“YOU’RE in GQ,” an acquaintance told me. About time too, I thought. Just as a stopped clock is right twice a day, eventually my particular style was bound to come into fashion, despite the opinions of the many naysayers I meet.
“What am I doing in GQ?” I asked. I did not actually remember taking part in a fashion shoot, but they can do all sorts with computers these days.
“You’ve got a joke in there.” Oh, I thought, mildly deflated for a moment. I didn’t remember submitting a joke for publication in GQ. I haven’t submitted a joke to a magazine since I was six. It was to Cheeky Weekly and, without being too hard on my six-year-old self, it does not hold up very well. In any case it was not printed.
However, I did get a picture printed in Twinkle when I was four. This was back in the days when Twinkle was considered suitable for both boys and girls. I won a small packet of crayons but never saw the copy of the comic with my picture of a red rocket in it, and it still rankles.
That was not going to happen this time. I was going to see a joke I wrote on Twitter in print. Finally, a triumph. Nothing could possibly go wrong.
I am not what you might call a natural GQ reader. I have never had a made-to-measure suit, unless you count the Spider-Man outfit my Auntie Mary ran up for me. I do not know how to play backgammon. I do own a pair of deck shoes but I have never been on a yacht. I am more Rolo than Rolex.
Consequently I rarely read the magazine. But I decided I’d pop to Tesco, have a leaf through, and, if I approved of the positioning of my joke, might actually buy it.
I had a look at the magazine shelves and saw the magazine and sighed. The swines had polybagged it. I am not the sort of vandal who will use a hooky finger action to rip open the polythene casing of a magazine in a shop to get at the contents. I was going to have to buy it, and hope that my acquaintance was trustworthy and not some sort of black ops sales rep from GQ.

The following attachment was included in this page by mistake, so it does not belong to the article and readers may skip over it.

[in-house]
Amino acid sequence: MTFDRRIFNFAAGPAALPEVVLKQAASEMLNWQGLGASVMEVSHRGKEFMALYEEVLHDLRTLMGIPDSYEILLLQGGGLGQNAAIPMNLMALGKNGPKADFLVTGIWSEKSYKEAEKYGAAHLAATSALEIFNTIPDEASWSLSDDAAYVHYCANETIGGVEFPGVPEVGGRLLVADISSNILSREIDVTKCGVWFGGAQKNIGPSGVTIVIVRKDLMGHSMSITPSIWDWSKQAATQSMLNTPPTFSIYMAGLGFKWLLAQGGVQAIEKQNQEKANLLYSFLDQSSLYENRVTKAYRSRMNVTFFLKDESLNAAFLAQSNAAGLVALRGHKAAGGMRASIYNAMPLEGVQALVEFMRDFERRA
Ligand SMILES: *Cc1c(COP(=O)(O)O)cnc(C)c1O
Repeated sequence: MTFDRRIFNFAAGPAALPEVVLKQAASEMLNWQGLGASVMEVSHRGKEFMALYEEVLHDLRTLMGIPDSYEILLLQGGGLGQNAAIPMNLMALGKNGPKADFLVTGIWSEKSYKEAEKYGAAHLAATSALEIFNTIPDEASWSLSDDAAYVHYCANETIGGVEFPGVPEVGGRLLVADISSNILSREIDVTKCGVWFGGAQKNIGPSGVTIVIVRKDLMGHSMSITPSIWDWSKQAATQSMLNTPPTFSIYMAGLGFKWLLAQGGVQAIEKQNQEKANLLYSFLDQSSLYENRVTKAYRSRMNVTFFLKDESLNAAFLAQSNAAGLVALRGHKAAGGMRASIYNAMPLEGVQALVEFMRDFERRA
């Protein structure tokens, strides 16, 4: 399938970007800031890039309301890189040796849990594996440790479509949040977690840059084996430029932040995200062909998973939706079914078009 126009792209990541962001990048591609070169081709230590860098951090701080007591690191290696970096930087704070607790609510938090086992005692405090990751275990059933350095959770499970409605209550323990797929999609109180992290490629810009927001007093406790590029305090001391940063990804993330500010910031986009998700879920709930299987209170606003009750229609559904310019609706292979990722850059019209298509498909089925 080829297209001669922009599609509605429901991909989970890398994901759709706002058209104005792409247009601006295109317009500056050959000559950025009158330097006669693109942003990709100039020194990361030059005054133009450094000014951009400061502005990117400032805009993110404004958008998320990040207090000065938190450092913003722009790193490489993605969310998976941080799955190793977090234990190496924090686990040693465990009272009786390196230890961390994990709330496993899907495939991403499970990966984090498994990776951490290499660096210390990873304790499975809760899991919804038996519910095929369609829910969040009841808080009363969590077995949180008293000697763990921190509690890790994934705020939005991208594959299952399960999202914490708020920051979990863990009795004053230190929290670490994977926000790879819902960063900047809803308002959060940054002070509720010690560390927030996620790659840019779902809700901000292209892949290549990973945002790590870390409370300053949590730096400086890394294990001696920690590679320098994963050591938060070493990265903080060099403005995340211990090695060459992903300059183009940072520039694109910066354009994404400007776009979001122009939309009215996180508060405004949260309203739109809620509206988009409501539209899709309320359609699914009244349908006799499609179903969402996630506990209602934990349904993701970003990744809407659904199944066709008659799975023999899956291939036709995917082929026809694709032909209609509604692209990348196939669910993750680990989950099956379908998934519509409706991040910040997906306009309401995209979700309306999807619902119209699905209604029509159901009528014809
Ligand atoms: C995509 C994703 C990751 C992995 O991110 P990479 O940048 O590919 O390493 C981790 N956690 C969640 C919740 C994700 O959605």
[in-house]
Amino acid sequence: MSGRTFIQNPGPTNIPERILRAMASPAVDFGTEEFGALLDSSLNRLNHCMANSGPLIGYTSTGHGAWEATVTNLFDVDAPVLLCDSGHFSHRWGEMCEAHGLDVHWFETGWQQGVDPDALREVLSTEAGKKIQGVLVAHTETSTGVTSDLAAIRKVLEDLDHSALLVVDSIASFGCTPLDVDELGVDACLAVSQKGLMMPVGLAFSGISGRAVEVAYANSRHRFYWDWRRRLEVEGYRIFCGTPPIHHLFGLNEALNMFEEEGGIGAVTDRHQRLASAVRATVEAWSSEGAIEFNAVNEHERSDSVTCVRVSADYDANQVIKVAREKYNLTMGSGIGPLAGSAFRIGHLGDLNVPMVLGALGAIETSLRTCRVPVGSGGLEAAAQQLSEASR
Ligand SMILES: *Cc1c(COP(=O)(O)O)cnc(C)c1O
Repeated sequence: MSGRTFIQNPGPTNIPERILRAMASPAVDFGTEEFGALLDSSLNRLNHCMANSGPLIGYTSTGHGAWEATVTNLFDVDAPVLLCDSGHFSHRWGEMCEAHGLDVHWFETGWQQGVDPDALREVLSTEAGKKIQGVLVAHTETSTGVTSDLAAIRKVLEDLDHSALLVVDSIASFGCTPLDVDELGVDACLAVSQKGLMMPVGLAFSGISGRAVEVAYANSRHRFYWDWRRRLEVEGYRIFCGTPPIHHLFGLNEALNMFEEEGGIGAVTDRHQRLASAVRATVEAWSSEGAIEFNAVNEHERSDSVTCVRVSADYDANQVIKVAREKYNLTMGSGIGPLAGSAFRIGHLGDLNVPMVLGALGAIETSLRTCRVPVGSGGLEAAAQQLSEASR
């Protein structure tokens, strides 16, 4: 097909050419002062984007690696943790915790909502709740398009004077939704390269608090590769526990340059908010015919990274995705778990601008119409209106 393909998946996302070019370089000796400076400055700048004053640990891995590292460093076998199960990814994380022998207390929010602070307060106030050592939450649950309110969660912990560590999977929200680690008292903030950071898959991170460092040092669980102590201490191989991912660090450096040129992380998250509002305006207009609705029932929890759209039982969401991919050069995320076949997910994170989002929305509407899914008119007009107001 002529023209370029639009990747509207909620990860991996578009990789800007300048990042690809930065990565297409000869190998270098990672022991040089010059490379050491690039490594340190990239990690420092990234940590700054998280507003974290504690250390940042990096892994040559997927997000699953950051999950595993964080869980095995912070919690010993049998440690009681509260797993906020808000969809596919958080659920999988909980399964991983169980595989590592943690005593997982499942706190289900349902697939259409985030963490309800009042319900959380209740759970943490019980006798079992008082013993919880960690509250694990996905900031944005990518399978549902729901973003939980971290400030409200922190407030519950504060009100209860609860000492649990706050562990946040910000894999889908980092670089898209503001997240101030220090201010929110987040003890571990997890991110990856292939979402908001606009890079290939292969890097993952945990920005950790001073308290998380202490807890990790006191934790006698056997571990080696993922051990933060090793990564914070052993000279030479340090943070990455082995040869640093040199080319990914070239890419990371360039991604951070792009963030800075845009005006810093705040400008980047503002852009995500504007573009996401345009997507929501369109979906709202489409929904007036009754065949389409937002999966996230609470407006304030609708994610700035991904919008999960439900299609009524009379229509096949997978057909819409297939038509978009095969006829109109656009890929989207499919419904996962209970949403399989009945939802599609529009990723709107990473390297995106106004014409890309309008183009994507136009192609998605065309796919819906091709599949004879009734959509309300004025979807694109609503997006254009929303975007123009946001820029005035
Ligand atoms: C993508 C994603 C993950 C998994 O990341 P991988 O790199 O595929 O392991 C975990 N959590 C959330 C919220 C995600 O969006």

I picked it up and was confronted by a picture of a comely woman in what I can only describe as her pants. And the large headline “The Sex Issue.”
I am a man of the world, I thought. I can brazen this out.
And then I became aware of the mother and small child standing next to me. I did the only thing I could possibly do in the circumstances: I dropped the magazine as if it were lava and looked intensely embarrassed. I cannot swear that I did not shriek so I will not.
I waited until the mother had bundled her child away to safety and picked up the magazine again, holding it against myself so only the advertisement on the back cover would be displayed to the many other customers. Brazening it out was no longer an option, smuggling it out became my only hope. And I was going to be safe.
A self-service checkout was available. I have a complicated relationship with such devices, but this was going to be my saviour. I swiped the barcode and dropped the magazine face down in the bagging area.
That was when the alarm went off. “Assistance required! Assistance required!” shouted the stupid machine. Presumably it had scanned the cover, found a largely uncovered bosom, and decided I wasn’t going to be allowed to get away with it.
An assistant came over to the machine, young and female, all the better to make me feel like Uncle Disgusting the Seventies-style Pervert. “Please don’t pick it up! Please don’t pick it up!” I thought. She did not. Calmly she typed a security code into the checkout. Then she looked down at the magazine, sniggered just a little, and walked off.
And I looked down at the magazine, the polybagged magazine, with a safe back-cover after shave advertisement, which was completely obscured by a picture of an entirely naked woman.